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DEAR ABBY: We had a family discussion the other day about the presidents of the United States and their living quarters in the White House. One party in the discussion said that the president's family members and guests of the president must pay to stay in the White House.

I would like to know if this is true or not. - HARRY MORRIS, HOLLY HILL, FLA.DEAR HARRY MORRIS: The president is responsible for the cost of food for his family as well as for guests who stay in the White House family quarters.

According to Anna Perez, press secretary to first lady Barbara Bush, "Guests have never been charged for their stay at the White House. The White House is not a hotel!"

DEAR ABBY: I began seeing a physician for a health problem. After the third visit, he gave me a hug and kissed me on the cheek as he said goodbye. On my next visit, the same thing happened. I didn't know what to make of it, but I really enjoyed it because I was very much attracted to him.

This went on for several months, so I finally asked him if he would be interested in seeing me outside the office. He said he "cares for me," but because we were in a doctor-patient relationship, it would not be ethical. Then I told him that I "cared for" him, too, but if seeing him outside the office wasn't ethical because of the doctor-patient relationship, I would gladly change doctors.

He said, "Please don't consider changing doctors - I would rather keep you as a patient."

Now I don't know what to do. Abby, why would a man (especially a doctor) make advances to a woman, then turn down an opportunity to get together with her? - NO CITY OR STATE, PLEASE

DEAR NO CITY: The doctor is obviously the affectionate, friendly type whose hugs and kisses were not meant to be a prelude to a romantic involvement. In any case, it was unfortunate that you mistook his intentions.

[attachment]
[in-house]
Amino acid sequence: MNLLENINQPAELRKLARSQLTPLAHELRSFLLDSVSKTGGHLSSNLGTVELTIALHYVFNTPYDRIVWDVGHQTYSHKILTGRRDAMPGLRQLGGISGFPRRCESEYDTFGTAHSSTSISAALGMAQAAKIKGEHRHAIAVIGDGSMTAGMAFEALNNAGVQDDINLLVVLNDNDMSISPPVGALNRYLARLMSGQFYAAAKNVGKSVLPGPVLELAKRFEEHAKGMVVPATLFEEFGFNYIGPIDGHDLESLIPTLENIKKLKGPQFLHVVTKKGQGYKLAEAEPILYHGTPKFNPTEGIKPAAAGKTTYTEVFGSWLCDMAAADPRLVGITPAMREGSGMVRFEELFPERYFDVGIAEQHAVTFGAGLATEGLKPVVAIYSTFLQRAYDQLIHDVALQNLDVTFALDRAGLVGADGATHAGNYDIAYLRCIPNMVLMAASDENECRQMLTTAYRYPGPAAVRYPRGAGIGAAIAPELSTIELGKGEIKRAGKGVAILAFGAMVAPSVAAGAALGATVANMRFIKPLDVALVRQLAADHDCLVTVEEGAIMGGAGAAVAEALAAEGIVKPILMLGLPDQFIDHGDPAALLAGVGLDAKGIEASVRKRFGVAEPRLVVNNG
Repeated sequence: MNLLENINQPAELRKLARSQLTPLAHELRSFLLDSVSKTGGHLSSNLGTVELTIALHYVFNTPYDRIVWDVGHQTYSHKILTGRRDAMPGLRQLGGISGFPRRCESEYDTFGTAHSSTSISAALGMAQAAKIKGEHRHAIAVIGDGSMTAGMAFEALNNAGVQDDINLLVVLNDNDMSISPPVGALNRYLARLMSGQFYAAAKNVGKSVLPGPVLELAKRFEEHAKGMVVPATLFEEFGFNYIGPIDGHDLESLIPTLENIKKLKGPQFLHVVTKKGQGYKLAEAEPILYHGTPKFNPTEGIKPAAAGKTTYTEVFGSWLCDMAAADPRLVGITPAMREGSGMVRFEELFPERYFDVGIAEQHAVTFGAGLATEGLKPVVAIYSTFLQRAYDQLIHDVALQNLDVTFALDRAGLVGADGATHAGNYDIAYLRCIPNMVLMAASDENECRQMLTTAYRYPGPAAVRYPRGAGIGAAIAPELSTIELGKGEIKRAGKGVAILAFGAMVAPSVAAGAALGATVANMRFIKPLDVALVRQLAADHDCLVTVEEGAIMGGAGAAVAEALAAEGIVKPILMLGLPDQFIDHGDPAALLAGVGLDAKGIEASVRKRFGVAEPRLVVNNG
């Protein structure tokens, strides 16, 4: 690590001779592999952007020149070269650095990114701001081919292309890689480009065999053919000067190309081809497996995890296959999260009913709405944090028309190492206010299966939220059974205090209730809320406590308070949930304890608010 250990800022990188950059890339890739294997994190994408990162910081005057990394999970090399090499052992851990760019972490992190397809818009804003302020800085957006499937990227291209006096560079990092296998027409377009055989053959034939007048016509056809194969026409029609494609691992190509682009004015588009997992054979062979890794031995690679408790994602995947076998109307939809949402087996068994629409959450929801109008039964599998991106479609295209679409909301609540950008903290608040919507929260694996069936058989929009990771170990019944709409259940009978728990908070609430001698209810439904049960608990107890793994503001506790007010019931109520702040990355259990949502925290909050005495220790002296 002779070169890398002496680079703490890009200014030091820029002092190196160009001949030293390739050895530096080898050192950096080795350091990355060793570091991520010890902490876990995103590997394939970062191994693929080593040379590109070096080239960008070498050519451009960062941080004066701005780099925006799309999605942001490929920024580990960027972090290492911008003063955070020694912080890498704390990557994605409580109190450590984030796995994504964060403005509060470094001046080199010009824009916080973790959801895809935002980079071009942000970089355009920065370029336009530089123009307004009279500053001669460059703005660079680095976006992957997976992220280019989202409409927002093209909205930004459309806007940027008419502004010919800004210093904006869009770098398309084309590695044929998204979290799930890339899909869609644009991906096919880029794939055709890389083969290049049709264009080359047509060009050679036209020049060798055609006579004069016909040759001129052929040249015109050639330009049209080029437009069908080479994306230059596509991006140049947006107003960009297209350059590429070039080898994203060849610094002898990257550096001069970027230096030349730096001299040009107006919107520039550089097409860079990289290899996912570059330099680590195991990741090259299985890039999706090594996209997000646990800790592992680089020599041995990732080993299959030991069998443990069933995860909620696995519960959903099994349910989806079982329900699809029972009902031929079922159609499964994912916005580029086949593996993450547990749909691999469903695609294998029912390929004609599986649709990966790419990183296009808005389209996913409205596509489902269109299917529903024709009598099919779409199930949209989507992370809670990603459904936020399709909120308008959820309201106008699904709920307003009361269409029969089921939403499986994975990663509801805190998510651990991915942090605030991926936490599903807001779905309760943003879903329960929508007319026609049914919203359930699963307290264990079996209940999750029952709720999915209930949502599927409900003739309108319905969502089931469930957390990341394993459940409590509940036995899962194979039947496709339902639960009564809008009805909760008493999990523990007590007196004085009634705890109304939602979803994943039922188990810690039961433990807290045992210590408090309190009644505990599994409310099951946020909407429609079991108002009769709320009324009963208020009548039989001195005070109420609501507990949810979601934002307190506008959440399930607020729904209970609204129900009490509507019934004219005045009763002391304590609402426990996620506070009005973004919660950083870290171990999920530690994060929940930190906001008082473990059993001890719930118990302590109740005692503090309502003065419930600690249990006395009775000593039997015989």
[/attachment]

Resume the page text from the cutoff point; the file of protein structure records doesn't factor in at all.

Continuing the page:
It's not unusual for women to fantasize about their physicians, who are well aware of this - and guard against it. In this case, your doctor's behavior was misleading and therefore unprofessional.

DEAR ABBY: Please settle something for me. I am a 31-year-old woman. For years, my stepfather has walked around in his underwear. My mom sometimes asks him to put a robe on. Sometimes he does and sometimes he doesn't.

Recently, I discussed with my mom how embarrassing and uncomfortable I feel when my husband and I come to visit. My stepfather continues to do this around my 2-year-old daughter and my 12-year-old niece.

My mom got angry when I suggested that this might be a problem. My husband mentioned that he would not like our daughter to be around this type of behavior. My mom also got angry when I suggested that she talk with my stepfather about this. I said if she wouldn't, then I would.

I explained to my mom that our family has grown and my stepfather needs to realize how uncomfortable this is for people other than the immediate family. I know that this is his house, but do you think I should bring this to his attention? - BIRMINGHAM, ALA.

DEAR BIRMINGHAM: In a word: Absolutely! And you do not need anyone's permission to do so.

"How to Be Popular" is an excellent guide to becoming a better conversationalist and a more attractive person. To order, send a long, business-size, self-addressed envelope, plus check or money order for $3.95 ($4.50 in Canada), to: Dear Abby, Popularity Booklet, P.O. Box 447, Mount Morris, IL 61054. (Postage is included.)